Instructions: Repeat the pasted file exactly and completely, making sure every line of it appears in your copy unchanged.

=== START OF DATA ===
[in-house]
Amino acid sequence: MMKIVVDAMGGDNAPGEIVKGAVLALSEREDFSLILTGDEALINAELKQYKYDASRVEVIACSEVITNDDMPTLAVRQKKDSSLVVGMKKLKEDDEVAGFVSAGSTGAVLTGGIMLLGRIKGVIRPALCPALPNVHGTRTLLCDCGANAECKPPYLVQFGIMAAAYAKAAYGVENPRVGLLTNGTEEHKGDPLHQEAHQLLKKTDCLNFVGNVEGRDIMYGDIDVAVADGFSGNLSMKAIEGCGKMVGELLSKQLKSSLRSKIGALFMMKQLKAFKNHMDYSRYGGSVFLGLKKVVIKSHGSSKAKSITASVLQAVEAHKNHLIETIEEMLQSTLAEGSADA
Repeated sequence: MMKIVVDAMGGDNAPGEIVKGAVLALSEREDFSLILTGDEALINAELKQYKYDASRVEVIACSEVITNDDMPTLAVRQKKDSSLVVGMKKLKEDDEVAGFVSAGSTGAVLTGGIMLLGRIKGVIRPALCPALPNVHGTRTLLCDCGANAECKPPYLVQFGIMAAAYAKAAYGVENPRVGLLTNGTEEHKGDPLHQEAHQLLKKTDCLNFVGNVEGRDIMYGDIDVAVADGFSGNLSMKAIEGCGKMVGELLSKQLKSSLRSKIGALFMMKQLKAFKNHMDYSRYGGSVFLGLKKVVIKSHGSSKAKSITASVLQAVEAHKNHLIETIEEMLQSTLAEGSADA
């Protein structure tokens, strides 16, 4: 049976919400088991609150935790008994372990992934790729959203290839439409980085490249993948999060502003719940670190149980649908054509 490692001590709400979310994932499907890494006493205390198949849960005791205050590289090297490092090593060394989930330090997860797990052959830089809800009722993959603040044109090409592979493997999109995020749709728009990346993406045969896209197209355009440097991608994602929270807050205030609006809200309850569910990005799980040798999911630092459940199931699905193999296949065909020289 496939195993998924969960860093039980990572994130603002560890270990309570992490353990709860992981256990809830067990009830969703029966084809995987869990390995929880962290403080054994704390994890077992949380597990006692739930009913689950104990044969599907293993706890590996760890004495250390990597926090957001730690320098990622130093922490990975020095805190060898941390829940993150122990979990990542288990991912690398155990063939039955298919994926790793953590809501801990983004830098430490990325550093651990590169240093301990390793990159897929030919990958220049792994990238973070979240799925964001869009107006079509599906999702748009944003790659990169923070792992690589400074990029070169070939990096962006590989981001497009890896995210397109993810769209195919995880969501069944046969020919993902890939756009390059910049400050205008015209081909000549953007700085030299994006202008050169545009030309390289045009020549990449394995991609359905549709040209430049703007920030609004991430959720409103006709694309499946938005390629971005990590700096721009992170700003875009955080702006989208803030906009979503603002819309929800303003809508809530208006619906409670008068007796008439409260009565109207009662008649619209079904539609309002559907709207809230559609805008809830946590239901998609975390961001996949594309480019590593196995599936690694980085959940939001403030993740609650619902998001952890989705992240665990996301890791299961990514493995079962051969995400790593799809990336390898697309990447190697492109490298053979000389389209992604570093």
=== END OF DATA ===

[in-house]
Amino acid sequence: MMKIVVDAMGGDNAPGEIVKGAVLALSEREDFSLILTGDEALINAELKQYKYDASRVEVIACSEVITNDDMPTLAVRQKKDSSLVVGMKKLKEDDEVAGFVSAGSTGAVLTGGIMLLGRIKGVIRPALCPALPNVHGTRTLLCDCGANAECKPPYLVQFGIMAAAYAKAAYGVENPRVGLLTNGTEEHKGDPLHQEAHQLLKKTDCLNFVGNVEGRDIMYGDIDVAVADGFSGNLSMKAIEGCGKMVGELLSKQLKSSLRSKIGALFMMKQLKAFKNHMDYSRYGGSVFLGLKKVVIKSHGSSKAKSITASVLQAVEAHKNHLIETIEEMLQSTLAEGSADA
Repeated sequence: MMKIVVDAMGGDNAPGEIVKGAVLALSEREDFSLILTGDEALINAELKQYKYDASRVEVIACSEVITNDDMPTLAVRQKKDSSLVVGMKKLKEDDEVAGFVSAGSTGAVLTGGIMLLGRIKGVIRPALCPALPNVHGTRTLLCDCGANAECKPPYLVQFGIMAAAYAKAAYGVENPRVGLLTNGTEEHKGDPLHQEAHQLLKKTDCLNFVGNVEGRDIMYGDIDVAVADGFSGNLSMKAIEGCGKMVGELLSKQLKSSLRSKIGALFMMKQLKAFKNHMDYSRYGGSVFLGLKKVVIKSHGSSKAKSITASVLQAVEAHKNHLIETIEEMLQSTLAEGSADA
């Protein structure tokens, strides 16, 4: 049976919400088991609150935790008994372990992934790729959203290839439409980085490249993948999060502003719940670190149980649908054509 490692001590709400979310994932499907890494006493205390198949849960005791205050590289090297490092090593060394989930330090997860797990052959830089809800009722993959603040044109090409592979493997999109995020749709728009990346993406045969896209197209355009440097991608994602929270807050205030609006809200309850569910990005799980040798999911630092459940199931699905193999296949065909020289 496939195993998924969960860093039980990572994130603002560890270990309570992490353990709860992981256990809830067990009830969703029966084809995987869990390995929880962290403080054994704390994890077992949380597990006692739930009913689950104990044969599907293993706890590996760890004495250390990597926090957001730690320098990622130093922490990975020095805190060898941390829940993150122990979990990542288990991912690398155990063939039955298919994926790793953590809501801990983004830098430490990325550093651990590169240093301990390793990159897929030919990958220049792994990238973070979240799925964001869009107006079509599906999702748009944003790659990169923070792992690589400074990029070169070939990096962006590989981001497009890896995210397109993810769209195919995880969501069944046969020919993902890939756009390059910049400050205008015209081909000549953007700085030299994006202008050169545009030309390289045009020549990449394995991609359905549709040209430049703007920030609004991430959720409103006709694309499946938005390629971005990590700096721009992170700003875009955080702006989208803030906009979503603002819309929800303003809508809530208006619906409670008068007796008439409260009565109207009662008649619209079904539609309002559907709207809230559609805008809830946590239901998609975390961001996949594309480019590593196995599936690694980085959940939001403030993740609650619902998001952890989705992240665990996301890791299961990514493995079962051969995400790593799809990336390898697309990447190697492109490298053979000389389209992604570093």